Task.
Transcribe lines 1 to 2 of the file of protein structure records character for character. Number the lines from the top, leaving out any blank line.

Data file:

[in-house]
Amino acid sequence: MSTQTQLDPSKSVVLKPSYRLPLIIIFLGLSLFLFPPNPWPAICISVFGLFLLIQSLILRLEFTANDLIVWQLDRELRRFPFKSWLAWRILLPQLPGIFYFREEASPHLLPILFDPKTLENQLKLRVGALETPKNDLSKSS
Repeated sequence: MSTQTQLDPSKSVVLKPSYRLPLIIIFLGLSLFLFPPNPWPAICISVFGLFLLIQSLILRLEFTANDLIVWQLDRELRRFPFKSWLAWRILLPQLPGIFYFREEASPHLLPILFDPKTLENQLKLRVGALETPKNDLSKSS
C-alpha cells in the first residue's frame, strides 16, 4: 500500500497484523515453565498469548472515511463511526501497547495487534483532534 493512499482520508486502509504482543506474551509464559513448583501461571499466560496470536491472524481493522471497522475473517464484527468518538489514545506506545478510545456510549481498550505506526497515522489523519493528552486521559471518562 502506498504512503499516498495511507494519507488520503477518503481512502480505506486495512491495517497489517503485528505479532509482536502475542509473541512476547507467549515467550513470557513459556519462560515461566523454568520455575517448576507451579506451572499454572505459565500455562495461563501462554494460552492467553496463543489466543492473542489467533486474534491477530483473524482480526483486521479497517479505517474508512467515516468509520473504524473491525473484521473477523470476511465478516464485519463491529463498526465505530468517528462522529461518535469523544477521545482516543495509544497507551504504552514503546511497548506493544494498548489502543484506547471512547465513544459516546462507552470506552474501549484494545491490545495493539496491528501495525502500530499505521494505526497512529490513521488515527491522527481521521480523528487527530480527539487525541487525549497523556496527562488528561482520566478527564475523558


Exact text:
[in-house]
Amino acid sequence: MSTQTQLDPSKSVVLKPSYRLPLIIIFLGLSLFLFPPNPWPAICISVFGLFLLIQSLILRLEFTANDLIVWQLDRELRRFPFKSWLAWRILLPQLPGIFYFREEASPHLLPILFDPKTLENQLKLRVGALETPKNDLSKSS